It’s an easy trap to fall into, especially with a first product where you have worked for very successful companies that had solved the early market exploration, value proposition, and demand generation problems before you arrived. It’s easy to optimize what you can see and challenging to represent–and therefore refine–your ignorance of where the market is if you started with a very clear vision of a solution to a problem you had.
The Illusion of Progress
A few years later my former co-worker sent me an e-mail out of the blue to let me know what he was up to.
You gave me a good number of pieces of utterly sound advice. And a few colorful and vivid expressions I’ll never forget.
- Don’t tell me your business plan if you’re pissing blood.
- You can’t get enough of what you don’t need.
- Re-organizing gives you the illusion of progress
It was a few years ago when we last spoke, and it didn’t end the way I was hoping it was going to end. Yet you helped me get my taxes straightened out, and my life straightened out. That’s a debt I can never really repay.
I may not have seemed to appreciate it at the time, yet over the years I have truly appreciated your advice and counsel more and more.
When he told me that he was facing bankruptcy–although he didn’t put it quite that way initially–I had been preparing to leave the table and get back to work. It took me a few seconds to realize what he had said and I asked him several different ways about the situation to make sure I had understood him correctly. We then spent about 30 minutes backtracking over his current business to walk around the cash flow and other aspects of his contractual commitments.
It was at that point I remarked, “Don’t tell me your business plan if you’re pissing blood.” It’s not a phrase I use often but I was pretty shocked we had spent more than an hour looking forward when he had serious problems today.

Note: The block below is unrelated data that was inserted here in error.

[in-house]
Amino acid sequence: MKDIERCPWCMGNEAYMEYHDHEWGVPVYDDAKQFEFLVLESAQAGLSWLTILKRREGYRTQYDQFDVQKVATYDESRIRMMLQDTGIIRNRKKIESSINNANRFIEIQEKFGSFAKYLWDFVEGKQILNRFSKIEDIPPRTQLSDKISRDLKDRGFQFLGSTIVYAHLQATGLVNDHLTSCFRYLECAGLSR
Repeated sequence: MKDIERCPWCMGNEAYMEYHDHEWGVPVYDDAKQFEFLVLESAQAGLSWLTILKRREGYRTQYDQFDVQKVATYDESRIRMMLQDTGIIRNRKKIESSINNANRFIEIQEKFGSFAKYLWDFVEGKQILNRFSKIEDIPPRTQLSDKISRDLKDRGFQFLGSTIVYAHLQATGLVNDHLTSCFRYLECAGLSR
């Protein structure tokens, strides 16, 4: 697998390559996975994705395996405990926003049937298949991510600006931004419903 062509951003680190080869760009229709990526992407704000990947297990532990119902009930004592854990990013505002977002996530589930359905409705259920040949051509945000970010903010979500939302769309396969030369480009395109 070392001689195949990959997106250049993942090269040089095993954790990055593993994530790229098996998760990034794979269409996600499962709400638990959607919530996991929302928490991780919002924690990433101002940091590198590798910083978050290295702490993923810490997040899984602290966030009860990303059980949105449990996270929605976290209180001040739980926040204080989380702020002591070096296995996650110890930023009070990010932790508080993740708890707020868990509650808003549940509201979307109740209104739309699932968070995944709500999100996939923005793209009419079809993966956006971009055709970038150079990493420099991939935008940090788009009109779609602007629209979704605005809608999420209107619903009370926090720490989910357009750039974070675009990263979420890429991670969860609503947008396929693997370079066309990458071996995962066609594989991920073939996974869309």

“The permanent misfits are those who because of a lack of talent or some irreparable defect in body or mind cannot do the one thing for which their whole being craves. No achievement, however spectacular, in other fields can give them a sense of fulfillment. Whatever they undertake becomes a passionate pursuit; but they never arrive, never pause. They demonstrate the fact that we can never have enough of that which we really do not want, and that we run fastest and farthest when we run from ourselves.”
Eric Hoffer in “The True Believer” (“Misfits” chapter)
I think this is spot on for some “builders” and “managers” who cannot talk to prospects to find out what they will pay for. A viable product is rarely like a work of art, the pure result of personal insight and expression. Instead it flows from conversation and negotiation and feedback from prospects and customers.
Charlton Ogburn on “Illusion of Progress”
I cannot actually take credit for the “illusion of progress” quote, I had seen a quote on a handmade poster (laser printed on an 8.5 x 11″ piece of paper pasted in landscape orientation on the side of an application engineer’s cubicle wall at Silvar-Lisco in the early 80’s) but credited to Petronius Arbiter.
“We trained hard, but it seemed that every time we were beginning to form up into teams we would be reorganized. Presumably the plans for our employment were being changed. I was to learn later in life that, perhaps because we are so good at organizing, we tend as a nation to meet any new situation by reorganizing; and a wonderful method it can be for creating the illusion of progress while producing confusion, inefficiency and demoralization.”
Charlton Ogburn (1911–1998) from “Merrill’s Marauders: The truth about an incredible adventure” in the January 1957 issue of Harper’s Magazine